COVID-19 Updates for Employers

In recent weeks, the Occupational Safety and Health Administration (OSHA) has issued guidance on several topics related to the COVID-19 pandemic. As businesses begin to reopen, this guidance will be important to employers. Guidance is still lacking in some areas, and businesses should continue to seek the most up to date information.

Good Faith Effort
Reduced business operations and social distancing protocols can make simple requirements such as employee training very difficult. The pandemic is also impacting the amount of Personal Protective Equipment (PPE) available for employers. OSHA has recognized that business closures, restrictions on travel, facility visitor prohibitions, and stay-at-home orders may limit what employers could normally provide for training, auditing, inspections, testing and other safety services. Recognizing these challenges, OSHA has directed its area offices to assess an employer’s good faith efforts to comply with standards that require annual or recurring audits, reviews, training or assessments. “Good faith” compliance efforts mean the employer has explored all options to comply with the applicable standards, including the use of virtual training. Employers should also consider implementing interim alternative protections and reschedule the required annual activity as soon as possible. If an employer’s workplace is closed, the employer should attempt to comply with the standards as soon as possible after re-opening the workplace. A key component for a business to demonstrate a “good faith” effort is documentation.

Cloth Face Mask
The Centers for Disease Control and Prevention (CDC) has recommended the use of homemade cloth face coverings in public settings, which raised many questions among those in the workplace law community. Are these DIY cloth face coverings considered personal protective equipment (PPE) pursuant to OSHA regulations? And if worn at work, who is responsible for providing them or paying for them? At this time, there is no definitive answer from OSHA, as to whether the cloth face masks are PPE. This is a critical answer, as it would open up a whole host of additional obligations for employers. To be clear, OSHA has not, as of yet, issued any guidance that cloth face coverings are recommended to protect the wearer, or that they are considered PPE. It’s also clear that cloth face masks are not considered respirators under OSHA rules.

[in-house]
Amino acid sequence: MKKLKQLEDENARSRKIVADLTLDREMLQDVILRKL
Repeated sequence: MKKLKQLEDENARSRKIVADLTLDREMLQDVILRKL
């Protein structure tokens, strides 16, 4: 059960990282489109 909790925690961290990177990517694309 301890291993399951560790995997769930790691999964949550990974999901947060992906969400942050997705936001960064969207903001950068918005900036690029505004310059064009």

OSHA standards generally require employers to provide PPE to employees free of charge, with some exceptions. Employers are not required to pay for “everyday clothing, such as long-sleeve shirts, long pants, street shoes, and normal work boots or ordinary clothing, skin creams, or other items, used solely for protection from weather, such as winter coats, jackets, gloves, parkas, rubber boots, hats, raincoats, ordinary sunglasses and sunscreen.”

There is a strong argument that the homemade cloth face coverings are not PPE because they provide little to no protection for the wearer. On the other hand, if an employer requires employees to wear them, rather than simply allowing them to be worn on a voluntary basis, then there could be an argument that cloth face coverings are PPE. It’s worth noting that some state and local governments are requiring cloth face coverings to be worn in public and by employees who interact with the public. In such situations, and depending on the state or local law, then employers are likely required to provide them and/or pay for them.

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Medical Screenings
As plans to reduce restrictions and reopen businesses emerge, one criteria being discussed is the completion of a medical screening before allowing employees to enter a business. On April 17, the Texas Governor issued an Executive Order aimed at providing guidance for the reopening of retail businesses. In the order, the governor required a medical screening for employees each day they report to work.

“All employees must be screened before coming into the business for new or worsening cough; shortness of breath; sore throat; loss of taste or smell; feeling feverish or a measured temperature greater than or equal to 100.0 degrees Fahrenheit; or known close contact with a person who is lab-confirmed to have COVID-19. Any employee who meets any of these criteria should be sent home.”

For most businesses, the process of completing medical screening will present many challenges, such as employee privacy concerns, consistency of policy application (treating every employee the same), training or qualification of medical screener, access to proper equipment for screening (forehead scan thermometer), and availability and use of PPE by the medical screener. In addition, there is a strong argument the employees should be compensated for time during the screening process or while waiting to be screened. Due to the complexity of issues related to medical screening, employers should consult a member of the workplace law community for guidance.

Final Thoughts
Things have been and will continue to change rapidly. One can expect the variations in each state’s orders will continue. Policies and procedures will evolve and employers must stay informed. Lastly, while making that “good faith” effort, don’t lose sight of OSHA requirements, especially related to employee training as seasonal staff may be coming aboard.